The Risky Business of Stock Exchange Mergers

It's our opinion that neither merger proposal on NYSE Euronext's table is without risks

Michael Wong, CPA 13 April, 2011 | 9:53AM
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Late last week, the board of directors for NYSE Euronext (NYX) unanimously reaffirmed its merger agreement with Deutsche Boerse (DB1) and rejected the proposed merger agreement by Nasdaq OMX Group (NADQ) and IntercontinentalExchange (ICE). The key points that NYSE Euronext hit upon were that the Nasdaq-IntercontinentalExchange deal would create less long-term value for shareholders, is less likely to close, would burden the combined company with high levels of debt, destroys human capital, would be a strategic mistake in terms of where global markets are headed, and has too much execution risk. We don't anticipate any material change in our fair value estimate for NYSE Euronext, Deutsche Boerse, Nasdaq OMX, or IntercontinentalExchange following this announcement.

It's our opinion that neither merger agreement is without risks. The major antitrust concern with Deutsche Boerse involves its market share in European exchange traded derivatives. We still hold that market share concentration for derivatives exchanges is natural due to a developed liquidity pool that lowers transaction costs such as bid-ask spreads and slippage. Additionally, there are other methods in Europe to execute derivative transactions such as using over-the-counter products or trading on smaller derivative exchanges. That said, it's not certain that regulators would not block the merger on antitrust concerns. Additionally, regulators could require stipulations, such as business divestitures or breaking the vertical integration between derivative exchanges and their clearinghouse, that would make the merger unpalatable to NYSE Euronext and Deutsche Boerse.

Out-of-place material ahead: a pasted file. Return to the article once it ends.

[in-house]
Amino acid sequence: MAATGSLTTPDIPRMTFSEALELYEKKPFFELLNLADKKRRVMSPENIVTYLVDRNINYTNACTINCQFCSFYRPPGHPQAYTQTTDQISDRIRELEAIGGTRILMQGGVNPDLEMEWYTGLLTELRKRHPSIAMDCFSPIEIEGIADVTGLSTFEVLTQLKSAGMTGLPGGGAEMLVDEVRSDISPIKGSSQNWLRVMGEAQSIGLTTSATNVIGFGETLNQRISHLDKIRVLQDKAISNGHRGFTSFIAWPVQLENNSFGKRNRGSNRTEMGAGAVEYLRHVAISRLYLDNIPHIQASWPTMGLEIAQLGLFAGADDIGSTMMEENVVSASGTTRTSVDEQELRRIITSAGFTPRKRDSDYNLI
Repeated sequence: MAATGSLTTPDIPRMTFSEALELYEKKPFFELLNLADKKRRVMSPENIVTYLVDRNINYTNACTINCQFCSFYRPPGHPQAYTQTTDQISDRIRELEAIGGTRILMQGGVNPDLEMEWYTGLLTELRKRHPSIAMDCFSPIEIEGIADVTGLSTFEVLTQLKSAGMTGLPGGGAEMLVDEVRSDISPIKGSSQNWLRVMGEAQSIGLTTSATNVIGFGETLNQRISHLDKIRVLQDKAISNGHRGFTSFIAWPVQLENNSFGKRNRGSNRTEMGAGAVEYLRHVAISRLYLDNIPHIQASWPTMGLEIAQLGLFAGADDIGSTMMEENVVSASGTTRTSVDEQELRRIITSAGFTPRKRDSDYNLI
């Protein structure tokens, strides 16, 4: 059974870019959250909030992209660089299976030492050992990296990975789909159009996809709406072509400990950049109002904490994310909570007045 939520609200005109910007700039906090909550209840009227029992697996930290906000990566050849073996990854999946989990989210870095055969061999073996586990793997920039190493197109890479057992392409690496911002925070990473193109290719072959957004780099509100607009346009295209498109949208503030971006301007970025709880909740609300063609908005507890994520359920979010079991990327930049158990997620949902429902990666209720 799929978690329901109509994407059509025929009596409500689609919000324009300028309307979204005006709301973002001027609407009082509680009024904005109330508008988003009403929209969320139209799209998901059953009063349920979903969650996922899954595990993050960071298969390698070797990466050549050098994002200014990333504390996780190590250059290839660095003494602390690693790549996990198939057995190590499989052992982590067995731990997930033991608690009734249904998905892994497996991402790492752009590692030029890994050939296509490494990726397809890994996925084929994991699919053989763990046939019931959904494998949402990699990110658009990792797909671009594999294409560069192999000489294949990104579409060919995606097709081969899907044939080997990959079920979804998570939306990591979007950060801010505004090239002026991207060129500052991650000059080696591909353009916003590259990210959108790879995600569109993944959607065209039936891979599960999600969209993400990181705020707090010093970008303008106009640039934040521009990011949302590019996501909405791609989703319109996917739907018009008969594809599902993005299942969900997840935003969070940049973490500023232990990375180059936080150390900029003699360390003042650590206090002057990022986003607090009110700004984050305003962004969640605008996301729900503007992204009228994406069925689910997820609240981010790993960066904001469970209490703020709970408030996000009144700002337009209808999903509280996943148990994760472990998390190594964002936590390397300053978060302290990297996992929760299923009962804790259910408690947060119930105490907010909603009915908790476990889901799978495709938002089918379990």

There could be antitrust concerns from the listings, trading, and even data side of a Nasdaq-NYSE merger. Listings would be consolidated in the United States if a Nasdaq-NYSE merger were to go through, but it's quite common internationally for countries to have only one listing venue. A new competitor, BATS, is also planning to offer listing services in the US by the end of 2011. The combined NYSE/Nasdaq would have the leading market share in equities and options trading, but the US trading landscape is probably the most competitive in the world and would likely remain so even after the merger.

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Michael Wong, CPA  Michael Wong is a stock analyst at Morningstar.